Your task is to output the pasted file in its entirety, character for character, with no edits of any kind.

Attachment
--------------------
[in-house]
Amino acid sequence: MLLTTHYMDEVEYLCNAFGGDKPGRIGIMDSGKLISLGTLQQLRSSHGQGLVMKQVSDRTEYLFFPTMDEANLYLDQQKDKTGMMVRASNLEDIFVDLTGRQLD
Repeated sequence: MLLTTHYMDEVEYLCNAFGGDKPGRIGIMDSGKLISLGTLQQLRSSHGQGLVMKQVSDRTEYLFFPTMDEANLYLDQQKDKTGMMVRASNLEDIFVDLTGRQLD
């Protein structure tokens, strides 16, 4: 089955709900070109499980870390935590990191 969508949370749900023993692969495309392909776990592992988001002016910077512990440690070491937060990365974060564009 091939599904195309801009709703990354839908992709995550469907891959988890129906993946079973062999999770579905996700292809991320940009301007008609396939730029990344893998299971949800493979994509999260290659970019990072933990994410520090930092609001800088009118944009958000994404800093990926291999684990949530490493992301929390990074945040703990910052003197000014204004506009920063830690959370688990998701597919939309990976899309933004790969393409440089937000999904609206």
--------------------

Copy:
[in-house]
Amino acid sequence: MLLTTHYMDEVEYLCNAFGGDKPGRIGIMDSGKLISLGTLQQLRSSHGQGLVMKQVSDRTEYLFFPTMDEANLYLDQQKDKTGMMVRASNLEDIFVDLTGRQLD
Repeated sequence: MLLTTHYMDEVEYLCNAFGGDKPGRIGIMDSGKLISLGTLQQLRSSHGQGLVMKQVSDRTEYLFFPTMDEANLYLDQQKDKTGMMVRASNLEDIFVDLTGRQLD
């Protein structure tokens, strides 16, 4: 089955709900070109499980870390935590990191 969508949370749900023993692969495309392909776990592992988001002016910077512990440690070491937060990365974060564009 091939599904195309801009709703990354839908992709995550469907891959988890129906993946079973062999999770579905996700292809991320940009301007008609396939730029990344893998299971949800493979994509999260290659970019990072933990994410520090930092609001800088009118944009958000994404800093990926291999684990949530490493992301929390990074945040703990910052003197000014204004506009920063830690959370688990998701597919939309990976899309933004790969393409440089937000999904609206």